Whether you’re a newbie or seasoned pro, this is good news for you. Earning the modern Desktop Administrator Associate certification could increase the demand for your skills. But first, you have to pass a couple of exams.
Breaking Down the Modern Desktop Administrator (MD) Exams
With the new cert comes new exams. Candidates for the Microsoft 365 Certified: Modern Desktop Administrator Associate Certification must pass two exams: MD-100: Windows 10 and MD-101: Managing Modern Desktops.
Here’s a quick overview of the two exams, which CBT Nuggets trainer Anthony Sequeira is in the process of creating training for.
MD-100: Windows 10
The new MD-100 exam measures your ability to perform the following administrative tasks:
- Deploying Windows: Deploying Windows 10 and performing post-installation configuration,
- Managing Devices and Data: Managing local users, local groups, and devices, configuring data access and protection, configure devices using local policies, and manage Windows security,
- Configuring Connectivity: Configuring networking and remote connectivity, and
- Maintaining Windows: Configuring system and data recovery, managing updates, and monitoring and managing Windows.
MD-101: Managing Modern Desktops
The MD-101 exam builds on the basic OS-oriented admin tasks covered by MD-100. It addresses the more general areas of planning, managing and securing Windows, applications, and data:
- Deploying and Updating Operating Systems: Planning and implementing Windows 10 by using dynamic deployment as well as by using Windows Autopilot, upgrading devices to Windows 10, managing updates, and managing device authentication,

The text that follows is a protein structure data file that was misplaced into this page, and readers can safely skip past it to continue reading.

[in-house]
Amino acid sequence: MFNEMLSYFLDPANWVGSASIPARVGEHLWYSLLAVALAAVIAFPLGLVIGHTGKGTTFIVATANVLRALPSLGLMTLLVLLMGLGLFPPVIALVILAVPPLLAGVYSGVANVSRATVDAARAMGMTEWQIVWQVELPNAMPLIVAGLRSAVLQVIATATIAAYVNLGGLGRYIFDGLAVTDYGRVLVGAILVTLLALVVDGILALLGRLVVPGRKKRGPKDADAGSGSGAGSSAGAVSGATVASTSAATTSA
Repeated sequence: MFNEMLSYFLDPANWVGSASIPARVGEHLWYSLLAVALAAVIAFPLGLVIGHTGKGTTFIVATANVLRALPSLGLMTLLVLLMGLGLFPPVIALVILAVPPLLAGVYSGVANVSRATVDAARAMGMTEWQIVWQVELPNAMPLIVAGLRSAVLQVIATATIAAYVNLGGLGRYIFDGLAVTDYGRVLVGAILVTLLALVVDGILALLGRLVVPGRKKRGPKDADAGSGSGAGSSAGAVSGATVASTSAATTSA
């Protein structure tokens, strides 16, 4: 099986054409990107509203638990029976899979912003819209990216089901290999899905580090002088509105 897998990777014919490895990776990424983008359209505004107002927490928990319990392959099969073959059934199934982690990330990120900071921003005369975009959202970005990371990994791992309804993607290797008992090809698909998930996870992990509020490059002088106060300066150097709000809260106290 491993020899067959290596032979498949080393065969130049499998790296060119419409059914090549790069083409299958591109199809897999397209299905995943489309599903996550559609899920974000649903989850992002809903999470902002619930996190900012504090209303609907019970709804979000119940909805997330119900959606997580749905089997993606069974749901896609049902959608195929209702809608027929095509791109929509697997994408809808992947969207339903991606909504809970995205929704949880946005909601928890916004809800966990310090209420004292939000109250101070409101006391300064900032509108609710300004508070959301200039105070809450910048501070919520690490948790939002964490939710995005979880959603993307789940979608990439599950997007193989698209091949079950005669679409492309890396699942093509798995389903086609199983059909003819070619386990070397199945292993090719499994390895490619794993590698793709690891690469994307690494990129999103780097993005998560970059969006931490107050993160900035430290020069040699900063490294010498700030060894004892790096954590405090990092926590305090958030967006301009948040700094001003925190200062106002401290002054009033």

- Managing Policies and Profiles: Planning and implementing co-management, implementing conditional access and compliance policies for devices, configuring device profiles, and managing user profiles,
- Managing and Protecting Devices: Managing Windows Defender, managing Intune device enrollment and inventory, and monitoring devices, and
- Managing Apps and Data: Deploying and updating applications and implementing Mobile Application Management (MAM).
Transitioning from MCSA: Windows 10
What if you have earned (or are close to earning) MCSA: Windows 10 certification?
Good news! Your MCSA: Windows 10 certification will not expire and has value until Windows 10 reaches end-of-life. Even then, it will remain on your Microsoft transcript under “Legacy” certifications — long after the cert retires March 31, 2019.
Microsoft also has made it easier for MCSA: Windows 10 cert holders to upgrade to the Microsoft 365 Certified: Modern Desktop Administrator Associate. They only have to pass the MD-101 exam.
Likewise, if you were on the MCSA track and have passed the 70-968 exam, you only need to pass the MD-101 exam to obtain the Microsoft 365 Certified: MDAA certification.
The Modern Desktop Administrator certification sets learners up nicely to earn Microsoft 365 Certified: Enterprise Administrator Expert certification, which will validate their Windows 10 skills.
Microsoft’s decision to retire MCSA: Windows 10 may have seemed a strange move. But it was for good reason: To address very real concerns about the availability of relevant IT skills — especially for cloud implementations. The move to role-based training and certification should help bridge that gap with better-prepared admin professionals.
To become a new and improved MDAA, you’ll still need to be an expert in Windows 10, along with its bells and whistles. You’ll also need to learn the totality of what is expected of a desktop administrator. Windows 10 isn’t going anywhere. Like we pointed out, it’s still the most popular OS out there.